Taking at least one or two economics or business courses should be mandatory. That way I’d hear fewer business ideas that start with, “It’s like Facebook, only better.” One of the first lessons of economics is the importance of competition. Specifically, that if you try to do what everyone else is doing, you’ll probably fail. …

Sourced through Scoop.it from: www.scotthyoung.com

An amateur astronomer caught a photograph of what appears to be an asteroid slamming into Jupiter.


A photograph captured by amateur astronomer Ethan Chappel appears to show an asteroid slamming into the gas giant Jupiter on Wednesday (Aug. 7). So far, astronomers are still waiting to see whether anyone else spotted the sudden flash, which was located over the planet’s South Equatorial Belt.

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University of Sydney astronomers, working with international colleagues, have found a star system like none seen before in our galaxy.


The scientists believe one of the stars—about 8000 light years from Earth—is the first known candidate in the Milky Way to produce a dangerous gamma-ray burst, among the most energetic events in the universe, when it explodes and dies. The system, comprising a pair of scorchingly luminous stars, was nicknamed Apep by the team after the serpentine Egyptian god of chaos. One star is on the brink of a massive supernova explosion.


Sourced through Scoop.it from: phys.org

In an attempt to create a "Noah’s ark" or a "back-up" for the Earth, non-profit organization The Arch Mission sent a lunar library — a stack of DVD-sized disks that acts as an archive of 30 million pages of information about the planet — to the moon. Along with the library, Arch Mission sent human DNA samples and a payload of tardigrades, which had been dehydrated, into space.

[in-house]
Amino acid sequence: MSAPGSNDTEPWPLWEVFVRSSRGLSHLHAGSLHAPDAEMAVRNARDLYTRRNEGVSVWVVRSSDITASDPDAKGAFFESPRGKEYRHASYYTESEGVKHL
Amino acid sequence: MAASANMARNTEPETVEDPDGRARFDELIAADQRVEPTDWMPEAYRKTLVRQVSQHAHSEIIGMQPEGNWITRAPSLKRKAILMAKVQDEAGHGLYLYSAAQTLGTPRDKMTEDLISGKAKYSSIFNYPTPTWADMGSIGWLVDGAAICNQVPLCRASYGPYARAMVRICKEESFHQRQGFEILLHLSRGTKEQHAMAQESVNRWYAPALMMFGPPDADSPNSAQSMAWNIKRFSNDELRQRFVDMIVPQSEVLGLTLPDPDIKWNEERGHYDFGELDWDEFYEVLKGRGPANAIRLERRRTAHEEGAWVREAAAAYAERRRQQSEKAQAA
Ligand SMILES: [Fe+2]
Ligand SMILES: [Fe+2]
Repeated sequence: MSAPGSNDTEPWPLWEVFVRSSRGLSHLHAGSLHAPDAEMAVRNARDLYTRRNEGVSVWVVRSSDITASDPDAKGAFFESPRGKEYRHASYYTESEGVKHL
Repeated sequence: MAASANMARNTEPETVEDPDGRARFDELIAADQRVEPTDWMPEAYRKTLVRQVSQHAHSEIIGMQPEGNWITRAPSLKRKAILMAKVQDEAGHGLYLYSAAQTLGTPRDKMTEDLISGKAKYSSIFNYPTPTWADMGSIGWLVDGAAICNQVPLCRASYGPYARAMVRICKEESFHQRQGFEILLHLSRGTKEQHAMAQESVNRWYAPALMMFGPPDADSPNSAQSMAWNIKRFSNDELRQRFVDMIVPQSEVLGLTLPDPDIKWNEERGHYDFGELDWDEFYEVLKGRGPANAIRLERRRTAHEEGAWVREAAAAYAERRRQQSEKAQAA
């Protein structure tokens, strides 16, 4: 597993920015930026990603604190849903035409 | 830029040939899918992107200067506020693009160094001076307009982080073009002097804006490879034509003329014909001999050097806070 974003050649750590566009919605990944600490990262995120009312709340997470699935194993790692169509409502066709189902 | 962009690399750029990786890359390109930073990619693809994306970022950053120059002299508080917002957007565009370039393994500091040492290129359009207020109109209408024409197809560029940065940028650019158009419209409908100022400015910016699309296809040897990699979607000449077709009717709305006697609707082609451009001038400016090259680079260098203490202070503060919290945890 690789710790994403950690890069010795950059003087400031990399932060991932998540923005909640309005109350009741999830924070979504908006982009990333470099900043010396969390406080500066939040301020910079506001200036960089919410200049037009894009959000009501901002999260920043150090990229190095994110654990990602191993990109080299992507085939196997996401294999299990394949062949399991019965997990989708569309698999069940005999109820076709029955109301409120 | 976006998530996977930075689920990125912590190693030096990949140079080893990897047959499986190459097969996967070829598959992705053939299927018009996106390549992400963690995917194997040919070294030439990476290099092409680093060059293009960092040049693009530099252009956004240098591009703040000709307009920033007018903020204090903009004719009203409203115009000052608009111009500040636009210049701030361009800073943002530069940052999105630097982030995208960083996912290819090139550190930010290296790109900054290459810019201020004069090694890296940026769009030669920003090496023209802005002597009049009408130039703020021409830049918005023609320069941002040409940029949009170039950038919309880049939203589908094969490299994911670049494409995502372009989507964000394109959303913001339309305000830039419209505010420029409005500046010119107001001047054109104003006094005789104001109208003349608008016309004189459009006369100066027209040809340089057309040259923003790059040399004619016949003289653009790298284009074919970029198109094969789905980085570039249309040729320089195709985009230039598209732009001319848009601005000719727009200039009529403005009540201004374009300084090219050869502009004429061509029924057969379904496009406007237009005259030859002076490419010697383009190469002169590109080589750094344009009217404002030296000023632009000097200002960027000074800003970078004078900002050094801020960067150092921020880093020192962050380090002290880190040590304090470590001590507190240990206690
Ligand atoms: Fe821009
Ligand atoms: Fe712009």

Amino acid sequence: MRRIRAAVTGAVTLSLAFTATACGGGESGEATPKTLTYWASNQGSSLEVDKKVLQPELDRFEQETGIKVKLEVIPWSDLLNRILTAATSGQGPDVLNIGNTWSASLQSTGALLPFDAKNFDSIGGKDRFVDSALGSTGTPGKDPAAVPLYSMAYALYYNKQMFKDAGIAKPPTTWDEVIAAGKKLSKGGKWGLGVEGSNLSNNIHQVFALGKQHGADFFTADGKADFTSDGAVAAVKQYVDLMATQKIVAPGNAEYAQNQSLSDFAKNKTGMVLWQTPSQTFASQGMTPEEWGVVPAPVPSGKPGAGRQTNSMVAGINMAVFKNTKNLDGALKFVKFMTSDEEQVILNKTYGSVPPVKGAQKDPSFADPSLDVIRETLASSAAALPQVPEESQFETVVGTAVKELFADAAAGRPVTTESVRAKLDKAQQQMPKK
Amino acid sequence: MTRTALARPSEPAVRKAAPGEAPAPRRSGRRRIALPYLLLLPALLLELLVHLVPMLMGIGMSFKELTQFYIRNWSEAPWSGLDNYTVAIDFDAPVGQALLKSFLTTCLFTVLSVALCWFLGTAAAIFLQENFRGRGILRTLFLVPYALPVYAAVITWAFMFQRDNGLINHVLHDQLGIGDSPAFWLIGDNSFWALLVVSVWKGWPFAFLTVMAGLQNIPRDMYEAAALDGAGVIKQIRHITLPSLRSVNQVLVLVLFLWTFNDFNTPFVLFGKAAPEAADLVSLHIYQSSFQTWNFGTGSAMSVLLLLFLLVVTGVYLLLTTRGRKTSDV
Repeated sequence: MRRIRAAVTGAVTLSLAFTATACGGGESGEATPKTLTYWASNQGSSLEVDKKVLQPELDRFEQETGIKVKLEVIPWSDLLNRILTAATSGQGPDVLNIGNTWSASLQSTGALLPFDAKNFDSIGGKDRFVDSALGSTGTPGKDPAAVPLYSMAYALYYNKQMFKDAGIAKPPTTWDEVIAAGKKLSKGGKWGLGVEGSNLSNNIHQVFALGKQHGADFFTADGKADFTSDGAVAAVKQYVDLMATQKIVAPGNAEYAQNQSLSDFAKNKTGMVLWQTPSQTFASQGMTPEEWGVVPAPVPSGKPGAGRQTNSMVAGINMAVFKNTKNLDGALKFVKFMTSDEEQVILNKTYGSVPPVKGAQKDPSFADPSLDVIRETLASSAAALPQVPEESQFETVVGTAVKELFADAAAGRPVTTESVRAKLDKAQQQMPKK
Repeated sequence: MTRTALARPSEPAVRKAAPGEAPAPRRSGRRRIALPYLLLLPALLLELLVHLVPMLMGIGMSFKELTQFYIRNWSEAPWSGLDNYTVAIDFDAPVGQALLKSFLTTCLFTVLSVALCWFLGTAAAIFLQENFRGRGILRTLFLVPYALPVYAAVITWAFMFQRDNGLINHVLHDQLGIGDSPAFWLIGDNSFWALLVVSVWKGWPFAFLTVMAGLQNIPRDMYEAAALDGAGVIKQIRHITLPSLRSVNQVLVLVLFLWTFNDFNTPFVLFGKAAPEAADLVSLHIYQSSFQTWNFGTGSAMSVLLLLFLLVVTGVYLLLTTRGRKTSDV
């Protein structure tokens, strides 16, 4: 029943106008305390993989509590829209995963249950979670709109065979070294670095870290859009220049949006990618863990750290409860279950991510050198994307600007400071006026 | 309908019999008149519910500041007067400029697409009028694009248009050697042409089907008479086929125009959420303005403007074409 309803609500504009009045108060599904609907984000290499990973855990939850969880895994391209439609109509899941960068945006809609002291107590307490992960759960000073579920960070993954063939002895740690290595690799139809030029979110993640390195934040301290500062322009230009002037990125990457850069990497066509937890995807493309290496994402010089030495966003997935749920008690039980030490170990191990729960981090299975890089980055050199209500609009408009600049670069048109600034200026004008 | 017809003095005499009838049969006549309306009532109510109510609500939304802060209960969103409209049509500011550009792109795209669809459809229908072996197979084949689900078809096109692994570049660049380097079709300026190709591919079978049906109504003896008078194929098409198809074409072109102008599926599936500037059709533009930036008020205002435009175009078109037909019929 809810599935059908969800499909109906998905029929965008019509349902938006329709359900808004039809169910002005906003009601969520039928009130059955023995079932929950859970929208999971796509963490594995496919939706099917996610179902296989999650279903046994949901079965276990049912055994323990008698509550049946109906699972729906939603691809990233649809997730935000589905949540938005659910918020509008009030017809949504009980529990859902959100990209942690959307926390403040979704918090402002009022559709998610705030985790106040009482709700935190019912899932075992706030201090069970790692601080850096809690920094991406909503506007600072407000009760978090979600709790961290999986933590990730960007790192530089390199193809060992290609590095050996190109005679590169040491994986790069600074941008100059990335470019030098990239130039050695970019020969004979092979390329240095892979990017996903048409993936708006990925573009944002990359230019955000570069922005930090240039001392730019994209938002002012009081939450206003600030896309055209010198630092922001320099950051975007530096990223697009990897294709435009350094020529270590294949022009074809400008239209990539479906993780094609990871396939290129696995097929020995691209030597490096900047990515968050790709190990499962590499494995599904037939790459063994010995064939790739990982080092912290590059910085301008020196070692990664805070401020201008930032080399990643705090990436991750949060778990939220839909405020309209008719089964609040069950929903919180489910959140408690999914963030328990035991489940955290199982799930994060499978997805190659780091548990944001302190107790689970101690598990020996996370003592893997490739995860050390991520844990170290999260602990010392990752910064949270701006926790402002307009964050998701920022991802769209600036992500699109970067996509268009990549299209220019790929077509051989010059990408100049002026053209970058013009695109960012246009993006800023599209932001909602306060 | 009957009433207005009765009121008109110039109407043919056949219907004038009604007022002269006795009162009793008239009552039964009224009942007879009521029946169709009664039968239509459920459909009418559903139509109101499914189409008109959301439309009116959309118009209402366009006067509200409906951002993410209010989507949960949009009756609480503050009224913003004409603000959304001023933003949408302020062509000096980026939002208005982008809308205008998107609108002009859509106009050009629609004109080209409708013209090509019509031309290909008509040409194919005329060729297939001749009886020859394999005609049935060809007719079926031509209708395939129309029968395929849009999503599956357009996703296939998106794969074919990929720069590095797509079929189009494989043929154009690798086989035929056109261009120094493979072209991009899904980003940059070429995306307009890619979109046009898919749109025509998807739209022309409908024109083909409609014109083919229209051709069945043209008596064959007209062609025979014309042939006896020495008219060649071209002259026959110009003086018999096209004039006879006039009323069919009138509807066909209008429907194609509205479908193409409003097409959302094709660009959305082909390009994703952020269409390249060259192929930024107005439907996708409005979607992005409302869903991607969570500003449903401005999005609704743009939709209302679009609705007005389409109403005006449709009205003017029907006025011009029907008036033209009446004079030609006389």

"We chose them because they are special. They are the toughest form of life we know of. They can survive practically any planetary cataclysm. They can survive in the vacuum of space, they can survive radiation," Nova Spivack, co-founder of the Arch Mission Foundation, said. Tardigrades have eight legs with claws at the end, a brain and central nervous system, and a sucker-like pharynx behind their mouth, which can pierce food.

Sourced through Scoop.it from: edition.cnn.com

Until now, the understanding of the galaxy’s shape had been based upon indirect measurements of celestial landmarks within it and inferences from structures observed in other galaxies.


The Milky Way is not flat, as previously thought, but warped and twisted in shape, according to the most detailed map ever constructed.   Astronomers at the University of Warsaw used a telescope in the Chilean Andes to measure the distances between the sun and 2,400 stars to build a three-dimensional picture of the galaxy we live in.  In doing so, they showed it is in fact a disk, with four major spiral arms and a pole-like core running through the middle.



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